GOP frontrunner Mitt Romney targeted the nation’s largest minority Wednesday with a new Spanish language television advertisement in Florida.

Stressing the theme of the American Dream, Romney’s advertisement, titled “Nosotros” (“Us”), says the United States is a nation “donde todo es posible” (“where everything is possible”).

It is narrated by the former Massachusetts governor’s son Craig Romney, who speaks flawless Spanish in the advertisement.

The advertisement describes Romney as a conservative businessman who believes in the values that, as the press release for it says, "have made our country the greatest nation on earth."

Recent poll results from Florida show Romney with a double-digit lead among likely GOP voters in the key southern swing state.

Thirty-six percent of the 560 likely GOP voters questioned by Quinnipiac (Conn.) University said they preferred Romney, though more than half (54 percent) said they could still change their minds before Florida's Jan. 31 presidential primary.

Romney emerged the winner in Iowa and New Hampshire, but said he expects a tougher battle in the South Carolina primary, which will be on Jan. 21. 

Romney has the challenge of walking a fine line between appealing to Latino voters, and portraying himself as the most "true conservative" of the GOP presidential contenders -- an effort that has included calls by him for a tough, enforcement-only approach to illegal immigration. 

Indeed, on Wednesday, the Romney campaign walked that fine line -- launching the Florida Latino-targeted campaign, while touting on his website the endorsement of Kansas Secretary of State Kris Kobach, the architect of the toughest state immigration laws in the country.

Despite the Quinnipiac poll results, a South Carolina upset for Romney “could shake things up in the Sunshine State," said Peter Brown, the polling institute's assistant director. "Romney could be vulnerable if those voters settle on one candidate."

Also on Wednesday, Republican National Committee (RNC) Chairman Reince Priebus announced a new major effort to engage Latino voters.

“The expanded multifaceted approach to connect with the Hispanic community will include both digital outreach, traditional voter identification, and get out the vote efforts,” Priebus said. “Aimed at connecting with the fastest growing demographic, the RNC will place staff on the ground across the country to coordinate the GOP’s Hispanic effort as part of a program to make sure Barack Obama is a one-term president."

"Latinos play an integral role in our communities," he said, "and the Republican Party believes it is essential to involve Latinos at every level of our Party’s efforts in 2012."

Both parties actually began their 2012 election Latino outreach campaigns last year in an effort to swing the ever expanding Latino voter base. The Latino population grew to 50.5 million in 2010 from 35.3 million in 2000. About 21 million are eligible to vote.

The RNC released television and radio ads geared toward Hispanics in Florida. The ads, dubbed "Change Direction," were part of a series of ads geared toward Latinos. In addition, the RNC blitzed radio stations in New Mexico, Colorado and Nevada, criticizing President Barack Obama on the economy, taxes and unemployment.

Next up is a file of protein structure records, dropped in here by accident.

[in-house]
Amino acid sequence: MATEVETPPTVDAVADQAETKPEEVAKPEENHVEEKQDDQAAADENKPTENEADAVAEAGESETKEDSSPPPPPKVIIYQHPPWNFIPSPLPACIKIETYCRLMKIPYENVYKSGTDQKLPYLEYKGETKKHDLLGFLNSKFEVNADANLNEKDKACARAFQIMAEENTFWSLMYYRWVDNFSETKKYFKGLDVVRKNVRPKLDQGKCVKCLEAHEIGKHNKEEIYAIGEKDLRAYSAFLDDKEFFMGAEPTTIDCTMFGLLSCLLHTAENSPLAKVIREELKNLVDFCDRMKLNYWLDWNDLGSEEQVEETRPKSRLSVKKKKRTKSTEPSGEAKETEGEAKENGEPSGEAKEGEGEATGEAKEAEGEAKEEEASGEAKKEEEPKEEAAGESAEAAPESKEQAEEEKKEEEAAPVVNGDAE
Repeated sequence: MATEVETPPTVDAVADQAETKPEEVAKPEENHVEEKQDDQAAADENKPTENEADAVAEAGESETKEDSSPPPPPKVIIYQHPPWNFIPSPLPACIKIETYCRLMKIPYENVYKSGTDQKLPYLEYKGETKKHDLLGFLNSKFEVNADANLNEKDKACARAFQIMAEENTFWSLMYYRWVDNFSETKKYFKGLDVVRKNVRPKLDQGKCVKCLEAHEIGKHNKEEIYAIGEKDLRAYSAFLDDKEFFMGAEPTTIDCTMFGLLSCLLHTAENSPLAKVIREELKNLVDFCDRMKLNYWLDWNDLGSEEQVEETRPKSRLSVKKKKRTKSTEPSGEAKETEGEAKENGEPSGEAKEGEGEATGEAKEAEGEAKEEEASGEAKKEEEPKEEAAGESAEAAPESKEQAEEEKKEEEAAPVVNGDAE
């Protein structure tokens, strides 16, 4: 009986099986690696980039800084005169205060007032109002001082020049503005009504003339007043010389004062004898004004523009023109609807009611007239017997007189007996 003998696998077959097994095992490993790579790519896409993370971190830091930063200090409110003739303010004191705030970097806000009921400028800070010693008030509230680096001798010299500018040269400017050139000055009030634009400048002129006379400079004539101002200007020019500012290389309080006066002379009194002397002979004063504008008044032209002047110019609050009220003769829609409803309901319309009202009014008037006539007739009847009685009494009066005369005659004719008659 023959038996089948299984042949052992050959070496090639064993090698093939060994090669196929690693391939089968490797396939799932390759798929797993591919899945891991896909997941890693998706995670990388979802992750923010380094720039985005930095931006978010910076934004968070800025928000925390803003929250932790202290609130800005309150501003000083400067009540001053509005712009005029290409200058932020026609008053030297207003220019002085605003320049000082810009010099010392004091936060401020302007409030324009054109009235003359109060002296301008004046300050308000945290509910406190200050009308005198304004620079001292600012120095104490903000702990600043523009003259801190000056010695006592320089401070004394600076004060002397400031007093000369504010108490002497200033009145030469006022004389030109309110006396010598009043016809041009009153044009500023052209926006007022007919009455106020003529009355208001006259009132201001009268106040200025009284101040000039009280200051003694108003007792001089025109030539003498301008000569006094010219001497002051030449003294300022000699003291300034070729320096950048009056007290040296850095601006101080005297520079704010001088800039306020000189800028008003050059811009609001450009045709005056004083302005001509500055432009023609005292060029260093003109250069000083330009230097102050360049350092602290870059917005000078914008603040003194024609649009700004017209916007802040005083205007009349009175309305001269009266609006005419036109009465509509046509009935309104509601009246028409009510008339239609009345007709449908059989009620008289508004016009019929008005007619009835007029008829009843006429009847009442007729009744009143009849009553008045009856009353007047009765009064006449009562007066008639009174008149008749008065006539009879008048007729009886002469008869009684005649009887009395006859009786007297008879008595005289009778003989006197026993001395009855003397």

The ads said that Obama was destructive to the economy, and to Latinos’ financial wellbeing in particular. The ads blamed Obama’s handling of the economy for why Latino unemployment stands at 11.6 percent, higher than the national average.

The Democrats quickly pushed back.

In their first ads for the presidential election, the Democratic National Committee targeted Latinos in virtually all the same geographical areas as the RNC’s campaign, with the message that Republicans have pushed to cut programs that are critical to Latinos.

In Florida, the Latino voters – from the South Florida Cubans to the Puerto Ricans along the I-4 corridor from Tampa to Orlando – vary in their political affiliations and loyalties. Some Hispanic voters who helped get President Obama into office also catapulted Tea Party favorite Marco Rubio to win the Republican primary and subsequent senatorial election in 2010.

In South Florida, Cuban exiles have long been loyal to the Republican Party and have built their influence over decades. 

The exiles long have seen Republicans as tougher on Cuba's Communist regime.

The list of high-level Republican GOP Hispanics in Florida include Rubio, South Florida's three members of Congress and state House Majority Leader Carlos Lápez-Cantera.

Joe García, a past head of Miami-Dade Democrats and former Obama appointee who ran unsuccessfully for Congress last year, told reporters last year that Republicans have been more aggressive in going after Florida's Latino voters.

"The Republican Party views Hispanics in terms of market share: Who are they? How do we reach them? Democrats still view us in terms of quotas," García said.

Florida Hispanics, like Latinos nationwide, provided overwhelming support in 2008 for Obama thanks to a national get-out-the-vote effort. Since December of that year, 73,000 have registered in the state as Democrats and another 76,000 have registered while declaring no party. There have been 31,000 new Hispanic Republicans.

GOP presidential contender and former House Speaker Newt Gingrich hired Jose Mallea, campaign chief for Rubio's 2010 Senate race, to be his Florida director. 

Romney, meanwhile, has picked up the endorsement of the state's senior Latino Republicans, who all appear in his new Spanish-language advertisement, singing his praises.

Says Rep. Diaz-Balart in the ad: “Romney believes in us.”

This story contains material from The Associated Press.

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